A common practice is to build all of the kernel code and leave code
      that is not commonly needed as modules, with the result that many
      users are exposed to any bug anywhere in the kernel.
      
      Looking for filesystems with a fs- prefix limits the pool of possible
      modules that can be loaded by mount to just filesystems trivially
      making things safer with no real cost.
      
      Using aliases means user space can control the policy of which
      filesystem modules are auto-loaded by editing /etc/modprobe.d/*.conf
      with blacklist and alias directives.  Allowing simple, safe,
      well understood work-arounds to known problematic software.
      
      This also addresses a rare but unfortunate problem where the filesystem
      name is not the same as it's module name and module auto-loading
      would not work.  While writing this patch I saw a handful of such
      cases.  The most significant being autofs that lives in the module
      autofs4.
      
      This is relevant to user namespaces because we can reach the request
      module in get_fs_type() without having any special permissions, and
      people get uncomfortable when a user specified string (in this case
      the filesystem type) goes all of the way to request_module.
      
      After having looked at this issue I don't think there is any
      particular reason to perform any filtering or permission checks beyond
      making it clear in the module request that we want a filesystem
      module.  The common pattern in the kernel is to call request_module()
      without regards to the users permissions.  In general all a filesystem
      module does once loaded is call register_filesystem() and go to sleep.
      Which means there is not much attack surface exposed by loading a
      filesytem module unless the filesystem is mounted.  In a user
      namespace filesystems are not mounted unless .fs_flags = FS_USERNS_MOUNT,
      which most filesystems do not set today.
      Acked-by: default avatarSerge Hallyn <serge.hallyn@canonical.com>
      Acked-by: default avatarKees Cook <keescook@chromium.org>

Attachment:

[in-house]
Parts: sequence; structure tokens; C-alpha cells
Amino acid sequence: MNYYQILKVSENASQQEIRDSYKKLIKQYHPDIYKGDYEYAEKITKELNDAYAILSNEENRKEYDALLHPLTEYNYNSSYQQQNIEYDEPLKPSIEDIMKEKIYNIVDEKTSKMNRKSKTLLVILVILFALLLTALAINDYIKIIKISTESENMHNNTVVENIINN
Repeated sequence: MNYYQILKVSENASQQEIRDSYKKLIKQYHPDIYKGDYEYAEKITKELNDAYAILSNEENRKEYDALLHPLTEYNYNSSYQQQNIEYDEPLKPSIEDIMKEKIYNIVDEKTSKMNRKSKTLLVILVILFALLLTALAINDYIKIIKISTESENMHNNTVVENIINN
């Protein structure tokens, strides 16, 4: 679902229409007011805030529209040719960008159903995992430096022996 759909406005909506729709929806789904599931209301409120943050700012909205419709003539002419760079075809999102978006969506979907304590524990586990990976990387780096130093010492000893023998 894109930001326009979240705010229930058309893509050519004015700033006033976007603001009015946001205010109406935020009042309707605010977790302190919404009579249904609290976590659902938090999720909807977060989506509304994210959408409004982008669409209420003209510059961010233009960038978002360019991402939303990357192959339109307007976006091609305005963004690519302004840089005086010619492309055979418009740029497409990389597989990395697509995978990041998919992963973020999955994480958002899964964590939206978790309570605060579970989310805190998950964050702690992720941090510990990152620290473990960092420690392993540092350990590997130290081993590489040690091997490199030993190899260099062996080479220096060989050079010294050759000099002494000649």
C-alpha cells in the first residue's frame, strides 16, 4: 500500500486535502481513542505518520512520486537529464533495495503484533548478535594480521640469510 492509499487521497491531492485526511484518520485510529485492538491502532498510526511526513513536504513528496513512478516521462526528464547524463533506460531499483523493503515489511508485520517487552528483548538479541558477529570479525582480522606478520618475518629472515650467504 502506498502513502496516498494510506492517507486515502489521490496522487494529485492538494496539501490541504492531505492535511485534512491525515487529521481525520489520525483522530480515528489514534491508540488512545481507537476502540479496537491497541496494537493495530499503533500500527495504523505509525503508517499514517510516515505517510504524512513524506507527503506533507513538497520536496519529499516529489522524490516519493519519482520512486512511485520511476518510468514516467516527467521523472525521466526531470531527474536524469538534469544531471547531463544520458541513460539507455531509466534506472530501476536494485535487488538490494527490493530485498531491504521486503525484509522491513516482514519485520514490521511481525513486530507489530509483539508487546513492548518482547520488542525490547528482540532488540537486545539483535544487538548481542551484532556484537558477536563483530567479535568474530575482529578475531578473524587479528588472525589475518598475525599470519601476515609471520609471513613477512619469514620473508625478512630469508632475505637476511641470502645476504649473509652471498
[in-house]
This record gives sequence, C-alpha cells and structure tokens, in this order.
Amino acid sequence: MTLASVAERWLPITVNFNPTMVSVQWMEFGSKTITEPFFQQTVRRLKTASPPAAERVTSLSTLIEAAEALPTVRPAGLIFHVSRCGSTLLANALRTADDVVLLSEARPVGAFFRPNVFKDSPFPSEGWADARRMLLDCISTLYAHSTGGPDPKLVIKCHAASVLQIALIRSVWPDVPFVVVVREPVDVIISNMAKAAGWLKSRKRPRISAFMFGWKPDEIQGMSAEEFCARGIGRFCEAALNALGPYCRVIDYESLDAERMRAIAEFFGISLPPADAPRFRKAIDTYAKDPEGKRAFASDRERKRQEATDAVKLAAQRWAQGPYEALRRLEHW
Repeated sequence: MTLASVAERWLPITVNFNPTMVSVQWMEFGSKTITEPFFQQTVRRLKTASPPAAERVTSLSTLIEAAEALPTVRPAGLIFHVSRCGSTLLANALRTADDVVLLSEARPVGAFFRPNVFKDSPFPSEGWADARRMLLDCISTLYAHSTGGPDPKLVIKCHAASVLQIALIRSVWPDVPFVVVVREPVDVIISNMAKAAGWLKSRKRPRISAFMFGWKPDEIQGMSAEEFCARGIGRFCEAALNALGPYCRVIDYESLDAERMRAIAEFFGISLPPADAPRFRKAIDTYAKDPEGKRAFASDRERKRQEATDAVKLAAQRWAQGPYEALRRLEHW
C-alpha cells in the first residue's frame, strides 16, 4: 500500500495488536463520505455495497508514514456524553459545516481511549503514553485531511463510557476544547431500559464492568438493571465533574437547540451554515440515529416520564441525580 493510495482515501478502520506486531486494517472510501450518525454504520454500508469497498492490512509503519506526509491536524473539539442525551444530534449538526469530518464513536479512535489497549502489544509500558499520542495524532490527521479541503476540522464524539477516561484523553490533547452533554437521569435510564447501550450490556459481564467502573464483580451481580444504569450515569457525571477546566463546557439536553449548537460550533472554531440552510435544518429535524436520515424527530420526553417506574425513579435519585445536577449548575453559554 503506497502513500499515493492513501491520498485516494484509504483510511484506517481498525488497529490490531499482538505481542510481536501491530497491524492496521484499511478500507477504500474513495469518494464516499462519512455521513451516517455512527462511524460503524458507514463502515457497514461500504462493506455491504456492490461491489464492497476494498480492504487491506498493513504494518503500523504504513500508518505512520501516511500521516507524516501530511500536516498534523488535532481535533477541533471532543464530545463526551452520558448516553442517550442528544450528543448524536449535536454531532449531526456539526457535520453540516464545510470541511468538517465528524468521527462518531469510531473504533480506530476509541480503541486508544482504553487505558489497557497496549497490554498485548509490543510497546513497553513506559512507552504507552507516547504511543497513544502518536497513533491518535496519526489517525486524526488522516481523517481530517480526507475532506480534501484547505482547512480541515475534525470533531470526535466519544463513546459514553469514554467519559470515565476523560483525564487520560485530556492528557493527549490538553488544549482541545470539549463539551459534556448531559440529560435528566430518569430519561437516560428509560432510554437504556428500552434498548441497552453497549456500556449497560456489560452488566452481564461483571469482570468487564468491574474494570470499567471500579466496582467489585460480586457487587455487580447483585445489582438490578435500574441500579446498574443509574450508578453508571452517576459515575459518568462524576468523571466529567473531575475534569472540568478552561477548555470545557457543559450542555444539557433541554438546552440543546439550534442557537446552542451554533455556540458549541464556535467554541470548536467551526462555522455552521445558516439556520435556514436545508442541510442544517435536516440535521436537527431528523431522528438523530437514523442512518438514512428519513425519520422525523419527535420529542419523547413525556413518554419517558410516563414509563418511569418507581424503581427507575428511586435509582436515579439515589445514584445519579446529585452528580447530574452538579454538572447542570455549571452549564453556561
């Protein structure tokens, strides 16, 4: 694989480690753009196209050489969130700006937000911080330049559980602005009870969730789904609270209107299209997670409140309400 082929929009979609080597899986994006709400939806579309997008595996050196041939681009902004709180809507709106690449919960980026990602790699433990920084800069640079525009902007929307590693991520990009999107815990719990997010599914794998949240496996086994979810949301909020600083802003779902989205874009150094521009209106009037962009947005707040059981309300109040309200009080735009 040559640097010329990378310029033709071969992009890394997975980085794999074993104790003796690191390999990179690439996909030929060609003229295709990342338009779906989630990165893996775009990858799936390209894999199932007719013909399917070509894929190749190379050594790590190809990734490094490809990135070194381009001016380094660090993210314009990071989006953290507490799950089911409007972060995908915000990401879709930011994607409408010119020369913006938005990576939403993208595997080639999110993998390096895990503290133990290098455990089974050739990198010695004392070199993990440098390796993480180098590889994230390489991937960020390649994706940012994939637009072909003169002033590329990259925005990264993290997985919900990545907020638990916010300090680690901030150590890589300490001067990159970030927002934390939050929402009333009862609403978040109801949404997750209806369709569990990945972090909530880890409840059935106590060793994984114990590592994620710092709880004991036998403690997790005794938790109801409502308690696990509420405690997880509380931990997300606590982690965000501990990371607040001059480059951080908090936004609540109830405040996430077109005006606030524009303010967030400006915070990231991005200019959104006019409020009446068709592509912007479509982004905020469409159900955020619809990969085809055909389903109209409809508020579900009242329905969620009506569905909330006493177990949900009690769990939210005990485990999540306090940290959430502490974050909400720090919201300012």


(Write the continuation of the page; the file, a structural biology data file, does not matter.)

Reported-by: default avatarKees Cook <keescook@google.com>
      Signed-off-by: default avatar"Eric W. Biederman" <ebiederm@xmission.com>
      7f78e035
  8. 03 Oct, 2012 1 commit
  9. 21 Mar, 2012 1 commit
  10. 29 Oct, 2010 1 commit
  11. 21 Oct, 2010 1 commit
    • Arnd Bergmann's avatar
      BKL: remove BKL from freevxfs · 6d7bccc2
      Arnd Bergmann authored
      All uses of the BKL in freevxfs were the result of a pushdown into
      code that doesn't really need it. As Christoph points out, this
      is a read-only file system, which eliminates most of the races in
      readdir/lookup.
      Signed-off-by: default avatarArnd Bergmann <arnd@arndb.de>
      Cc: Christoph Hellwig <hch@infradead.org>
      6d7bccc2
  12. 04 Oct, 2010 1 commit
    • Jan Blunck's avatar
      BKL: Explicitly add BKL around get_sb/fill_super · db719222
      Jan Blunck authored
      This patch is a preparation necessary to remove the BKL from do_new_mount().
      It explicitly adds calls to lock_kernel()/unlock_kernel() around
      get_sb/fill_super operations for filesystems that still uses the BKL.
      
      I've read through all the code formerly covered by the BKL inside
      do_kern_mount() and have satisfied myself that it doesn't need the BKL
      any more.
      
      do_kern_mount() is already called without the BKL when mounting the rootfs
      and in nfsctl. do_kern_mount() calls vfs_kern_mount(), which is called
      from various places without BKL: simple_pin_fs(), nfs_do_clone_mount()
      through nfs_follow_mountpoint(), afs_mntpt_do_automount() through
      afs_mntpt_follow_link(). Both later functions are actually the filesystems